3) There’s going to be amazing innovation re. new technology: not only jet packs, cloned eyeballs with perfect vision, and talking houses, but clean air environments, pure water systems, and incredibly expensive, super-organic food. The only catch is, you have to be in that 1% to afford it. The rest of us will be working our four jobs, if we’re lucky to have them, and buying cheap clothing and eating genetically modified food and watching mindless entertainment. (Or wait… am I talking about the present?)
On the bright side:
4) I think we’re moving toward a more tolerant society in many ways. There’s going to be acceptance of groups that have traditionally had the hairy end of the lollipop: women, people of color and mixed races, gay/lesbian/transgendered people, even atheists, single people, overweight people, folks with disabilities. People are going to push boundaries more with reassignment surgery: not only across gender lines, but age, racial, and maybe even species distinctions, as well. There are always going to be haters, of course, but society will be beyond that and we will have presidents, celebrities, models, and PTA leaders looking vastly different than they do today.
5) The clothes will be awesome and made out of that frozen-smoke stuff, aerogel. (If you don’t know what that is, go Google it now because it’s really amazing. It’s incredibly strong and is one of the best insulators ever invented.)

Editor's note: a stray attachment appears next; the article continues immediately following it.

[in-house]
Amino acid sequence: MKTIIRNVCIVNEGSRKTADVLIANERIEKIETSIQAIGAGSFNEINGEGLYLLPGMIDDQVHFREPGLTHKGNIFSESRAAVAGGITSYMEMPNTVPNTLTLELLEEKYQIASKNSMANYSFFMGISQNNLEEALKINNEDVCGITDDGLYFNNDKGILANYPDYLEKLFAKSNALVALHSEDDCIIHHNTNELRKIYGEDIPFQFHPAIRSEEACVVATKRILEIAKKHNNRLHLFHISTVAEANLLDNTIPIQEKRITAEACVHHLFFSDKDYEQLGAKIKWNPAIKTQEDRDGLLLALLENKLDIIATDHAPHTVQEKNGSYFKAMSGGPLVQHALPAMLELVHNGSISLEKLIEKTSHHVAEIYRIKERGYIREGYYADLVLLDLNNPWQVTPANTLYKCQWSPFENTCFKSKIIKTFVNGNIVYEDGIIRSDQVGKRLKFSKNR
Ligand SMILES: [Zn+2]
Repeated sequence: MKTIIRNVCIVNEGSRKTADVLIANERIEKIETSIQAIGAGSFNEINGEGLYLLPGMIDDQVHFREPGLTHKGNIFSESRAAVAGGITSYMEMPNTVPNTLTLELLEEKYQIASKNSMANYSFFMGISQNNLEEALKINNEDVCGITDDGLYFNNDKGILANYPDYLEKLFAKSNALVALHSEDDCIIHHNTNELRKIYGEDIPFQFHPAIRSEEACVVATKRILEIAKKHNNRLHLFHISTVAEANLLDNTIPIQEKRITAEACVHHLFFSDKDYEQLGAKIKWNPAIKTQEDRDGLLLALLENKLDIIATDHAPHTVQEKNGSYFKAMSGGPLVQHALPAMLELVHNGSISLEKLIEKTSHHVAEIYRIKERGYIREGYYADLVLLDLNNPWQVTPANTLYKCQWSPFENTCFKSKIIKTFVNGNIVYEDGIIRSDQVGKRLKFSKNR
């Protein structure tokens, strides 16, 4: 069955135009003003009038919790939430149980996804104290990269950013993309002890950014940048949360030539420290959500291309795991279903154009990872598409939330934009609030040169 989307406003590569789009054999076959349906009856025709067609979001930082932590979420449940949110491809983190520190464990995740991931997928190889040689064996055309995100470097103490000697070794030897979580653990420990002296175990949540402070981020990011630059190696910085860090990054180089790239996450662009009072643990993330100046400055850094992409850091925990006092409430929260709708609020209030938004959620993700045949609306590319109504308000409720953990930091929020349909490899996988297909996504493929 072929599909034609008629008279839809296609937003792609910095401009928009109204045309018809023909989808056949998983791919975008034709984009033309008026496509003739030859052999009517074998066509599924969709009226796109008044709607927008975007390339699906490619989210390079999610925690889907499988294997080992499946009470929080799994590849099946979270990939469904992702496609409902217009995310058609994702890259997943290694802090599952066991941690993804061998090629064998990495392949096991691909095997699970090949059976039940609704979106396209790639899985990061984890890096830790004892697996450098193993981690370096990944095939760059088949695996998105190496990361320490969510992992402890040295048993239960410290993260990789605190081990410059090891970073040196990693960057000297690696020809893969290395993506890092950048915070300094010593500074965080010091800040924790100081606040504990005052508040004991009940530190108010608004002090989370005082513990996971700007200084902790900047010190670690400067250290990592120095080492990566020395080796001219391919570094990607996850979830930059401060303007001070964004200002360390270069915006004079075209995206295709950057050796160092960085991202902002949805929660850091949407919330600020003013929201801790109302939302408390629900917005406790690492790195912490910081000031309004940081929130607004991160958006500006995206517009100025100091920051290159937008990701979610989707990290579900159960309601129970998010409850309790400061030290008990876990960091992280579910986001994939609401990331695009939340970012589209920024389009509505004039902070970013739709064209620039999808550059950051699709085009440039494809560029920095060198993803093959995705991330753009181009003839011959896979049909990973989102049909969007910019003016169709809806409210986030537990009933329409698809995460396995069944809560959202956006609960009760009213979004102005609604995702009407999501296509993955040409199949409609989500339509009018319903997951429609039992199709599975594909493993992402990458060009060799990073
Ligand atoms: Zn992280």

Why is post-apocalyptic fiction is so popular right now?
LAURENCE: As I demonstrated with my first answer, I think people feel a lot of anxiety now about the state of the world and the future. Reading about characters who battle through these times and triumph over them helps us cope with those fears. At least it does me.
SUSAN: I totally agree. What’s more, I have a theory that whether we think about it or not, we’re all a little freaked out about how dependent we are on technology these days. Anyone who’s been through a blackout knows how disorienting it is to be without phone, internet, or electricity even for a few hours… and that’s nothing, really, when you think about how much we rely on it practically every waking moment of our lives. How can you not be at least subconsciously worried about what might happen if the unthinkable happened and that aspect of our lives just disappeared?
Thanks to HarperTeen, three winners will each receive a copy of WASTELAND. Each tour stop will post the same Rafflecopter giveaway for people to enter. US residents only, please.
Follow the rest of the Blog Tour:
Monday, March 25th – SciFiChick.com – guest post
Tuesday, March 26th – The Irish Banana – author interview
Wednesday, March 27th – IB BookBlogging – character profile/excerpt
Thursday, March 28th – The Nocturnal Library – guest post
Friday March 29th – Candace’s BookBlog – author interview
Monday, April 1st – The Book Swarm – this or that list
Tuesday, April 2nd – Supernatural Snark – character profile/excerpt
Wednesday, April 3rd – Alison Can Read – author interview
Thursday, April 4th – Bewitched Bookworms – guest post
Friday, April 5th – Alice Marvels – guest post
Laurence Klavan Website: http://www.laurenceklavan.com/works.htm
Susan Kim: http://www.harperteen.com/authors/38626/Susan_Kim/index.aspx?authorID=38626